In the next graph I have combined all previous metrics. Lighter area indicates benchmark times without extra load and darker – with all the CPU threads being loaded with stress tool.

As you can see – most affected my external load was server with Intel i5-13500 and server with Xeon CPU.

Although – and this is my completely subjective feeling – I really liked how server with Xeon was performing. It was quite fast in all-around tasks and in general felt very and quite well responsive.

Apache Benchmark

As usual, I will use ab to simulate real visitor requests. My tests will include different concurrency, each of test has been executed for 5 minutes and we compare total number of handled requests.

Very interesting – in general server with Intel i5-13500 is the winner by the fact, that in all tests it has shown highest number of handled requests. This is mainly due to higher single-core performance and higher number of cores and threads.

But if you look at these graphs from the consistency point of view – I would say, that I like how AMD Ryzen7 3700X has performed and kept its average. Drop of performance for Intel, as we add more external load, is more steep, than for AMD.

In other words – if your server is more idling and now-and-then demanding tasks – Intel i5-13500 will complete them very fast. But if you are planning to have demanding background tasks running all the time and on top of that you would like to have good and reliable performance for other tasks (e.g. website requests) – then AMD Ryzen might actually provide you that a little bit better.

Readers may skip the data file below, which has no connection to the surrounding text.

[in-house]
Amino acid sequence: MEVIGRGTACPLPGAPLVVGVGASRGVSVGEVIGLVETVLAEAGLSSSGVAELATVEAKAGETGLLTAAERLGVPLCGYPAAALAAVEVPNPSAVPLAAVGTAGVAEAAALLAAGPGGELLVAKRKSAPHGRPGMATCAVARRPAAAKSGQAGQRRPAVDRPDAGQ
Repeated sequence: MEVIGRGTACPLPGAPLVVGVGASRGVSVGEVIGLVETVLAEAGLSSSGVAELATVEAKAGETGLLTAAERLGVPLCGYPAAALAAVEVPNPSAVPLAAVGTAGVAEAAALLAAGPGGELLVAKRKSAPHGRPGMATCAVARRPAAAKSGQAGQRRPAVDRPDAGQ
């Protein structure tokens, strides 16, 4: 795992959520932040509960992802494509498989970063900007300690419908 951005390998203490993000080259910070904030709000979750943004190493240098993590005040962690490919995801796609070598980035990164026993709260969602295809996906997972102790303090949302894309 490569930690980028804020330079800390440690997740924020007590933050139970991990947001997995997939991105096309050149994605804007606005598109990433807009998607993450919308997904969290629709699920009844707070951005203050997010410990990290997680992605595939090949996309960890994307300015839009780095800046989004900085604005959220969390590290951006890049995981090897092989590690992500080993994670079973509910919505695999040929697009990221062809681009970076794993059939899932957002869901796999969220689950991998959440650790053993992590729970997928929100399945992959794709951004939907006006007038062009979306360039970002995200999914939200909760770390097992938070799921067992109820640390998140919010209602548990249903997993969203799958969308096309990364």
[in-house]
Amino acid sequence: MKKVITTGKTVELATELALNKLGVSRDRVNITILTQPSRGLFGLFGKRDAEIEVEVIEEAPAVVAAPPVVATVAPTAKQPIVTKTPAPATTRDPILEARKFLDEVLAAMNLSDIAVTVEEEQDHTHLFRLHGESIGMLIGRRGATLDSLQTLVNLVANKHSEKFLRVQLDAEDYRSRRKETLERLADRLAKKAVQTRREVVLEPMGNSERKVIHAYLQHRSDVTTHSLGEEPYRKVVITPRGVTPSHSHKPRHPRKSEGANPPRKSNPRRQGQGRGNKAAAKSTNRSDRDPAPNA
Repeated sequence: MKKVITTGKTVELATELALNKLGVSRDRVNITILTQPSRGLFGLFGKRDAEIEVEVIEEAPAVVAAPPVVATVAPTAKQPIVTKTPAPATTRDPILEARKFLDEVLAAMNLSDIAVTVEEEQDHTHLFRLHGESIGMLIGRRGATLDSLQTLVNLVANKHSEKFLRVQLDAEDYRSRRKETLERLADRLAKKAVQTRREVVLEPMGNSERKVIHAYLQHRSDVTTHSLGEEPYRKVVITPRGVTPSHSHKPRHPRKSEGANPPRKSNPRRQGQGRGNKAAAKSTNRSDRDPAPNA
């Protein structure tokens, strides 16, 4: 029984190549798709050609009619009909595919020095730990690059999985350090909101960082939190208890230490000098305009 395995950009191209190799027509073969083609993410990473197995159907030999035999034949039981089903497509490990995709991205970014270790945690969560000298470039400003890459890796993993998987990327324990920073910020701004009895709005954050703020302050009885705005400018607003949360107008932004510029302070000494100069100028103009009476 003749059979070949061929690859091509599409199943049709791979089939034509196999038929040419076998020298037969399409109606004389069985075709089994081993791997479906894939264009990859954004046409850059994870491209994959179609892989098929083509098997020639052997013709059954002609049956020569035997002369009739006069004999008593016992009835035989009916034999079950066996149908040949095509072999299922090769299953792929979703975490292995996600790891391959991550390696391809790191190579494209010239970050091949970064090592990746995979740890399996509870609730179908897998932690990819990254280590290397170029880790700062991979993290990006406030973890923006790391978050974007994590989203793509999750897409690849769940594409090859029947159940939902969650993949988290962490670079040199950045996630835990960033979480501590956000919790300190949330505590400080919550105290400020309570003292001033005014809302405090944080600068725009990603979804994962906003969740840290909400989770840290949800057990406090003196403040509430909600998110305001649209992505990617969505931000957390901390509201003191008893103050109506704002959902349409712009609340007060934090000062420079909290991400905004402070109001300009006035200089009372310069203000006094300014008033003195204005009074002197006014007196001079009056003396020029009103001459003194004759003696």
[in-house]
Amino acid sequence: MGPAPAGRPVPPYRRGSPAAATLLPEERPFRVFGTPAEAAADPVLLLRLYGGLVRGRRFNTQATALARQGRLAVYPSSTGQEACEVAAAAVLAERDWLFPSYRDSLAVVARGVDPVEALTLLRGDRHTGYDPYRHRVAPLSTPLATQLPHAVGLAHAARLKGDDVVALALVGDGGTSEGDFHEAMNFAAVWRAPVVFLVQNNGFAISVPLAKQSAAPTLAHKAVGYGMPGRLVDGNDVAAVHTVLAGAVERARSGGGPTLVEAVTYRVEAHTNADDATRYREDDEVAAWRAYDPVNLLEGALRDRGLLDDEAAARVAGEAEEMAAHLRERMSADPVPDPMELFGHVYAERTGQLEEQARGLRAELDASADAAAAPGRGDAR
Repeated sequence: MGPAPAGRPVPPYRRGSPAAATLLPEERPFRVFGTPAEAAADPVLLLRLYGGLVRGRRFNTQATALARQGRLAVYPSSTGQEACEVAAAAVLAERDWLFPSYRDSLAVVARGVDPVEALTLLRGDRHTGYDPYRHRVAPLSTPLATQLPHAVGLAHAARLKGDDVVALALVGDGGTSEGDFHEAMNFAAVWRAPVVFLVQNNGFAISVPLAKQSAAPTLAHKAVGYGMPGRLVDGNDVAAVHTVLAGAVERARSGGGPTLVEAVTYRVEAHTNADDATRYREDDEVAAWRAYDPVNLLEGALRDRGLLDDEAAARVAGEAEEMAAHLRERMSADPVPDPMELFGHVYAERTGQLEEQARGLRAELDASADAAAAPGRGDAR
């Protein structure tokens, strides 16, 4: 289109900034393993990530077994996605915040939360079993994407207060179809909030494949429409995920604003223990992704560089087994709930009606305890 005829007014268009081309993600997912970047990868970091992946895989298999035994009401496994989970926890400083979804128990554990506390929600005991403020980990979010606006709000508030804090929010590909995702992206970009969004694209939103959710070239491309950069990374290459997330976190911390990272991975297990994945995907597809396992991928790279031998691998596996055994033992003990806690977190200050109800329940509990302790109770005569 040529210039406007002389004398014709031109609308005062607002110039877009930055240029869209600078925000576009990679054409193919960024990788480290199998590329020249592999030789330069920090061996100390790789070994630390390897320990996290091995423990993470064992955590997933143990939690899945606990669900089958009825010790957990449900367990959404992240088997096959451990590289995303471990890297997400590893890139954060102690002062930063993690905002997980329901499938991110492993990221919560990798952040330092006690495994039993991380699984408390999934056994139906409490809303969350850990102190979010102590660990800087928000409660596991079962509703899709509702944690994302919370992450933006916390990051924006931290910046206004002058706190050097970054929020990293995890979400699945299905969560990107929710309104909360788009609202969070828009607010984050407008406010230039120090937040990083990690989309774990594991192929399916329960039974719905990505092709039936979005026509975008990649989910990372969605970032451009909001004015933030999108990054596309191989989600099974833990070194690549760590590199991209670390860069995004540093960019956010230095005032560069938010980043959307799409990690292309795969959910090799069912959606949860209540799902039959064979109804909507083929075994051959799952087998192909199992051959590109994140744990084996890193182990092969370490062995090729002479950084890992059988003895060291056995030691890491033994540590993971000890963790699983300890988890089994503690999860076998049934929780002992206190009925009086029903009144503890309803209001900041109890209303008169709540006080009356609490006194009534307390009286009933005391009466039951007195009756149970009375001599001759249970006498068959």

We have looked at 5 servers, that at specific provider cost less than 50eur per month. As expected – their performance was different. I will try to say some good words about each of them 🙂

  • Intel i7-7700 – cheapest, yet still capable, although for smaller amount of tasks, than others.
  • Ryzen5 3600 – OK server. Can handle more, than i7-7700. If that is the only option – it will still run good and fast.
  • Ryzen7 3700X – powerful and quite capable server for large number of tasks.
  • Xeon E-2276G – descent CPU, it felt very responsive, especially when switching between various tasks was needed. Long marathon runner, feels like it might be more stable due to its more server-like architecture.
  • Intel i5-13500 – blazing fast, large number of cores can handle more, especially if number of concurrent tasks is less, than 50% of threads. Latest architecture provides best single-core performance! Massive amount of CPU power for low cost.

Your choice of a server should not be based only on CPU, that server has. Some servers in our tests are equipped with twice more storage, that can easily be a huge deal breaker. Always consider all aspects of the deal you are choosing.

Second part

In the second part of this review I will create virtual machines on each of these physical servers, give them equal amount of resources and see, how they will perform with similar tests. Continue to the second part of the benchmark.